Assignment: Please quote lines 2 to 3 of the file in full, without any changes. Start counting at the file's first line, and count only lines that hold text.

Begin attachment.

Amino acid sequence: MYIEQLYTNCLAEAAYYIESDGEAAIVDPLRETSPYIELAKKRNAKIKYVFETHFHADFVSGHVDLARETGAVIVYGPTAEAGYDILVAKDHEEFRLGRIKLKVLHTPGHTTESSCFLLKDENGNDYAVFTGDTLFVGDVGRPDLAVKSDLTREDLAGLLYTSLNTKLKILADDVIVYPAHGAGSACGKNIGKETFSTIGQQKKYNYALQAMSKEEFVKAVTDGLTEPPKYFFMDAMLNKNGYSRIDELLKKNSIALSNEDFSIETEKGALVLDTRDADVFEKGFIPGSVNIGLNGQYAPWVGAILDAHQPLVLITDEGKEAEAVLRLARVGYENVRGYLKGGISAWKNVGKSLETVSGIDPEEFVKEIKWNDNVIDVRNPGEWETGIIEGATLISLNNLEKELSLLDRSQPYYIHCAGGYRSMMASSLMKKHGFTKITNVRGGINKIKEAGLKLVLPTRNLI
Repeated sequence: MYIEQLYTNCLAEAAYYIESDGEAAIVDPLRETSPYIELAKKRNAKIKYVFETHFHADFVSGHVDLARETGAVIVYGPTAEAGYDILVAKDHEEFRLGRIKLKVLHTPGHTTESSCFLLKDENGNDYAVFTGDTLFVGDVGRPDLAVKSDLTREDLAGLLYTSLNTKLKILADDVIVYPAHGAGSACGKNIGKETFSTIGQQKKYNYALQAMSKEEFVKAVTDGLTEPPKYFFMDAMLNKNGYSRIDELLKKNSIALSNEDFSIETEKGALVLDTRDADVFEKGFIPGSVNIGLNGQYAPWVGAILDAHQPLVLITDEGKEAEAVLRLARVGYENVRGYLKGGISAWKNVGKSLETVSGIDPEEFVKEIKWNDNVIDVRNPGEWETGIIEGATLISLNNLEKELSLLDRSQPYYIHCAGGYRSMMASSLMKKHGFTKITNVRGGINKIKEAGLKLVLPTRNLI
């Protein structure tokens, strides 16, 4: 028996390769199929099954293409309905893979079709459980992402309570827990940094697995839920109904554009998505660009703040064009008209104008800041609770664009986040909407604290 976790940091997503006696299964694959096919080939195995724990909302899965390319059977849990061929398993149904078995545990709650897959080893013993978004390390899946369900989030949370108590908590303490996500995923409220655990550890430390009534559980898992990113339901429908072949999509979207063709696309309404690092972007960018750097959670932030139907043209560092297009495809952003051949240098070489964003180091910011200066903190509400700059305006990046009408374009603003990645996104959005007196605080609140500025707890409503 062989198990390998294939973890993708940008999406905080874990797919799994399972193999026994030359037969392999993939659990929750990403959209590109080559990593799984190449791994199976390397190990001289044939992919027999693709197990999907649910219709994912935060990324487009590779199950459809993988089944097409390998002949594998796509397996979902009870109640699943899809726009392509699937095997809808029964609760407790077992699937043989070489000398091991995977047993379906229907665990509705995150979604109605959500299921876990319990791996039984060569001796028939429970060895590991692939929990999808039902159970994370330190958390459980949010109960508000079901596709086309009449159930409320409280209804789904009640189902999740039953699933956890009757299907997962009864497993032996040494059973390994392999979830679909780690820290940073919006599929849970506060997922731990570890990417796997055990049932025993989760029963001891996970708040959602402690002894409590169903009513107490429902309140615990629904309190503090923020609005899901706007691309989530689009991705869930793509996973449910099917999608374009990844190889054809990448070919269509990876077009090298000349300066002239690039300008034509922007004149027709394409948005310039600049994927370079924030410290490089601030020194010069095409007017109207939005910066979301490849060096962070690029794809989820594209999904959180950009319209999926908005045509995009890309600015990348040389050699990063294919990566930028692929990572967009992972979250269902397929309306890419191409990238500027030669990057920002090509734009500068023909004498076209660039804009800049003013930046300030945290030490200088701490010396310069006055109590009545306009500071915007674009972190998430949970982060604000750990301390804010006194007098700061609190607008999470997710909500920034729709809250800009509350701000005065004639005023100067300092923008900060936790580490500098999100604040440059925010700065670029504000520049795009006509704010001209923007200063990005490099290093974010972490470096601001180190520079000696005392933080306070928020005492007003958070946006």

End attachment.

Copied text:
Repeated sequence: MYIEQLYTNCLAEAAYYIESDGEAAIVDPLRETSPYIELAKKRNAKIKYVFETHFHADFVSGHVDLARETGAVIVYGPTAEAGYDILVAKDHEEFRLGRIKLKVLHTPGHTTESSCFLLKDENGNDYAVFTGDTLFVGDVGRPDLAVKSDLTREDLAGLLYTSLNTKLKILADDVIVYPAHGAGSACGKNIGKETFSTIGQQKKYNYALQAMSKEEFVKAVTDGLTEPPKYFFMDAMLNKNGYSRIDELLKKNSIALSNEDFSIETEKGALVLDTRDADVFEKGFIPGSVNIGLNGQYAPWVGAILDAHQPLVLITDEGKEAEAVLRLARVGYENVRGYLKGGISAWKNVGKSLETVSGIDPEEFVKEIKWNDNVIDVRNPGEWETGIIEGATLISLNNLEKELSLLDRSQPYYIHCAGGYRSMMASSLMKKHGFTKITNVRGGINKIKEAGLKLVLPTRNLI
């Protein structure tokens, strides 16, 4: 028996390769199929099954293409309905893979079709459980992402309570827990940094697995839920109904554009998505660009703040064009008209104008800041609770664009986040909407604290 976790940091997503006696299964694959096919080939195995724990909302899965390319059977849990061929398993149904078995545990709650897959080893013993978004390390899946369900989030949370108590908590303490996500995923409220655990550890430390009534559980898992990113339901429908072949999509979207063709696309309404690092972007960018750097959670932030139907043209560092297009495809952003051949240098070489964003180091910011200066903190509400700059305006990046009408374009603003990645996104959005007196605080609140500025707890409503 062989198990390998294939973890993708940008999406905080874990797919799994399972193999026994030359037969392999993939659990929750990403959209590109080559990593799984190449791994199976390397190990001289044939992919027999693709197990999907649910219709994912935060990324487009590779199950459809993988089944097409390998002949594998796509397996979902009870109640699943899809726009392509699937095997809808029964609760407790077992699937043989070489000398091991995977047993379906229907665990509705995150979604109605959500299921876990319990791996039984060569001796028939429970060895590991692939929990999808039902159970994370330190958390459980949010109960508000079901596709086309009449159930409320409280209804789904009640189902999740039953699933956890009757299907997962009864497993032996040494059973390994392999979830679909780690820290940073919006599929849970506060997922731990570890990417796997055990049932025993989760029963001891996970708040959602402690002894409590169903009513107490429902309140615990629904309190503090923020609005899901706007691309989530689009991705869930793509996973449910099917999608374009990844190889054809990448070919269509990876077009090298000349300066002239690039300008034509922007004149027709394409948005310039600049994927370079924030410290490089601030020194010069095409007017109207939005910066979301490849060096962070690029794809989820594209999904959180950009319209999926908005045509995009890309600015990348040389050699990063294919990566930028692929990572967009992972979250269902397929309306890419191409990238500027030669990057920002090509734009500068023909004498076209660039804009800049003013930046300030945290030490200088701490010396310069006055109590009545306009500071915007674009972190998430949970982060604000750990301390804010006194007098700061609190607008999470997710909500920034729709809250800009509350701000005065004639005023100067300092923008900060936790580490500098999100604040440059925010700065670029504000520049795009006509704010001209923007200063990005490099290093974010972490470096601001180190520079000696005392933080306070928020005492007003958070946006």